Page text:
The group gathered en masse in a conference room, as it does with every Apple reveal, to watch a broadcast that faded in and out (and occasionally came through in Chinese). But while the rest of us were gnashing our teeth in frustration, the mobile teams were already riffing on ideas about what they could do with the technology being introduced.
The reports, after all, had been quite definitive: Google was going to be the buyer. But on Monday, everything turned upside down.
The publisher has just shy of $1 billion in cash on hand – even after spending $227 million last year to repurchase shares. And it’s trying to decide what to do with it – and CEO Strauss Zelnick says he see three options.
“We have the opportunity to support organic growth with our balance sheet,” he says. “We also have the ability to do inorganic growth. And we have the opportunity to return money to our shareholders.”
While a few competitors have tried to make inroads over the years, when it comes to the better-than-$2 billion per year used game business, GameStop has had a pretty secure lock on king of the hill status. Starting March 26, though, the world’s largest retailer will be looking to steal a significant piece of the pie.
Walmart has announced plans to launch a large-scale video game trade-in program at 3,100 stores across America. Working in conjunction with CE Exchange, the store will allow consumer to swap games for store credit, which can be used to purchase anything that Walmart sells. Used games could be available to in-store shoppers as early as this summer.\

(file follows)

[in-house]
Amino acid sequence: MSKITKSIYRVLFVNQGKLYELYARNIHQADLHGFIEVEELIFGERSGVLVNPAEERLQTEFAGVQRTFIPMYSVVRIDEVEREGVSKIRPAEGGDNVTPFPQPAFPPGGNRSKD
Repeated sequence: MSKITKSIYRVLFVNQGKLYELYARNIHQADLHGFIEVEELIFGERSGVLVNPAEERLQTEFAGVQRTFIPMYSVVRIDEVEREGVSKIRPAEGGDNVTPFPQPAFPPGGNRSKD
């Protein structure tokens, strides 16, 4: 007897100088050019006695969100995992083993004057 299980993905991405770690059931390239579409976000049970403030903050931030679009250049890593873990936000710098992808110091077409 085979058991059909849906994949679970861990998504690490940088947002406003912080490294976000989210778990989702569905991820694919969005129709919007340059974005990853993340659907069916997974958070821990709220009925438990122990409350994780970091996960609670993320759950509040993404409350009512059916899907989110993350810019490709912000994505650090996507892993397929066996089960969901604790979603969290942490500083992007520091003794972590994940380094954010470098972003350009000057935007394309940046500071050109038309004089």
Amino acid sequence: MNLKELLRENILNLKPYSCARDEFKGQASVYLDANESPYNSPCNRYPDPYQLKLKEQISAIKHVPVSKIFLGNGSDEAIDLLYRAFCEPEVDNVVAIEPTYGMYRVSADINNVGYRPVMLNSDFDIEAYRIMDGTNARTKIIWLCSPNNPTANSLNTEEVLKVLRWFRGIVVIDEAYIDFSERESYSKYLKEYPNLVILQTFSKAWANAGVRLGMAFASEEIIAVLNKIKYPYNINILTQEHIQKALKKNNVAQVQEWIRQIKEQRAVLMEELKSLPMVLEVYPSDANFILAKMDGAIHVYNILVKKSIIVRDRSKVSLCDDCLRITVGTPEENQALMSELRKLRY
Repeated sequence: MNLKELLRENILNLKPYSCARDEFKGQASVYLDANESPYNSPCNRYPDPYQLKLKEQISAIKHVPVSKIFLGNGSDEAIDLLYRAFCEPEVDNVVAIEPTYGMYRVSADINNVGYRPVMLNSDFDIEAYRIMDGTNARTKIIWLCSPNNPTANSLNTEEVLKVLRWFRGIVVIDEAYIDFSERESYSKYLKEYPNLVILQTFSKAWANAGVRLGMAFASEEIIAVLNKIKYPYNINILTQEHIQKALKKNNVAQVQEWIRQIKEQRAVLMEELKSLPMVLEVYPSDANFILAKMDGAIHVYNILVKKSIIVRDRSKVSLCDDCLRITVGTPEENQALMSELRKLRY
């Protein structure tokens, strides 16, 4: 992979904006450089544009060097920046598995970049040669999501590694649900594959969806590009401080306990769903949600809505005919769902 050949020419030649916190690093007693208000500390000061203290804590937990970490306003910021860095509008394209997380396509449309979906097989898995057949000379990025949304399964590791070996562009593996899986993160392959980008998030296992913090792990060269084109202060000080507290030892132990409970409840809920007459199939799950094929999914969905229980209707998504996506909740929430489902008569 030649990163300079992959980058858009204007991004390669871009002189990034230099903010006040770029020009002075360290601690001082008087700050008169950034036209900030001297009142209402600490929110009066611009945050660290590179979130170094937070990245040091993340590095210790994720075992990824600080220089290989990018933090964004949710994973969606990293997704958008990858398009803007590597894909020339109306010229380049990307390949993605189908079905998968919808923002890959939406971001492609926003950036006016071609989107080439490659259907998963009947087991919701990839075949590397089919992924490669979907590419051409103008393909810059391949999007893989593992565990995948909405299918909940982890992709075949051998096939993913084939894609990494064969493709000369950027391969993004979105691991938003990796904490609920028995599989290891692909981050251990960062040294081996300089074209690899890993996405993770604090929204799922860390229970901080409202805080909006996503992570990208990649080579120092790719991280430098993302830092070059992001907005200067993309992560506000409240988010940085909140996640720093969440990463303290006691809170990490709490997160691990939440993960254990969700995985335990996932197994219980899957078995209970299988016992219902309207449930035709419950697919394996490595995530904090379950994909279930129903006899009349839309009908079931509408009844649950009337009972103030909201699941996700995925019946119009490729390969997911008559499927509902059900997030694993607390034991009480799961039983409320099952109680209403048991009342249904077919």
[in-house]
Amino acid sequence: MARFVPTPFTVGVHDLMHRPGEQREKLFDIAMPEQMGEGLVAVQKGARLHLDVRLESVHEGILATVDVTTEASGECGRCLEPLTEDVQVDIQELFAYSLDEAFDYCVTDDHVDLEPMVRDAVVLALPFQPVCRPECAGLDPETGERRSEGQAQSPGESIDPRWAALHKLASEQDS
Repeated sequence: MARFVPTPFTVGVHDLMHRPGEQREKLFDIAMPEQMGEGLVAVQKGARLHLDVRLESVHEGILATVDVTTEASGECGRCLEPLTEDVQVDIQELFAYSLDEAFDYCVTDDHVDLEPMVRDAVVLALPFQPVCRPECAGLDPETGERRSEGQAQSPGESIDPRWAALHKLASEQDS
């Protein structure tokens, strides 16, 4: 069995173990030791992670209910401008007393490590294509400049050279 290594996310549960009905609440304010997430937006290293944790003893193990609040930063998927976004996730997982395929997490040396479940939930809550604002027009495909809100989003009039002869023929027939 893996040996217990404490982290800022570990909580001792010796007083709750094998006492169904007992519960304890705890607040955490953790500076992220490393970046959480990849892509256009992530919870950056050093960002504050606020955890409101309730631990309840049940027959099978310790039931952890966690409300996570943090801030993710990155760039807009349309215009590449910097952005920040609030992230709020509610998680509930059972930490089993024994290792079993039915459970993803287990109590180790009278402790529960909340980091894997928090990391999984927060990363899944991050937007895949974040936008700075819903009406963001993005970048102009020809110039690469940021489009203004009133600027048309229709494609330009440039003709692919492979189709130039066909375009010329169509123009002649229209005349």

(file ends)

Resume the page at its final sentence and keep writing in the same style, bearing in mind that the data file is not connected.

While many video game publishers are racing to embrace the mobile world – and seeing some significant earnings in the process – Take-Two Interactive Software CEO Strauss Zelnick is moving cautiously.
There’s certainly potential in the market, he concedes – but, so far, the hardware isn’t where it needs to be to be a proper showcase for the company’s games. And he’d rather wait than make compromises.
The Oculus Rift could open up new realms of immersion for gamers – but those experiences may come with a price.
Brendan Iribe, CEO of Oculus, notes that – as a hardware manufacturer – his business has no say in what software companies will charge for Oculus-enhanced games, but admits he would not be surprised to see them come at a premium price.
During the months walking up to a console launch, there’s a great unspoken truth the press, publishers and gamers all choose to conveniently ignore: The first batch of games are going to be pretty bad.
Sure, there might be an occasional standout, but the majority of the titles people heap with praise and say they can’t wait to try are titles that will mostly be forgotten before the following holiday. Even installments of well-known franchises are generally just graphically enhanced versions of what we already know.
No one had a better view of the development and evolution of the Wii than Satoru Iwata.
Throughout the console’s seven-year life-cycle, the president of Nintendo acted as its biggest cheerleader, defender and, at times, critic. He was a driving force in the company selling over 100 million systems and is now trying to spur that sort of interest in the Wii’s successor.
Nintendo will be the first company to tell you about the importance of must-have titles at a console launch. The more you have, the better – as it not only increases the initial frenzy (attracting the wandering eye of the mass media), but keeps demand alive long after Christmas has come and gone.
With Ubisoft’s announcement on Tuesday that it would be delaying Watch Dogs until Spring 2014, both Microsoft and Sony saw their new systems take a painful body blow.
With Grand Theft Auto V shattering entertainment industry sales records, the Houser Brothers and the team at Rockstar Games have once again justified the freedom and independence Take-Two affords them.
They’ve also got the gaming world wondering what they’ll do next.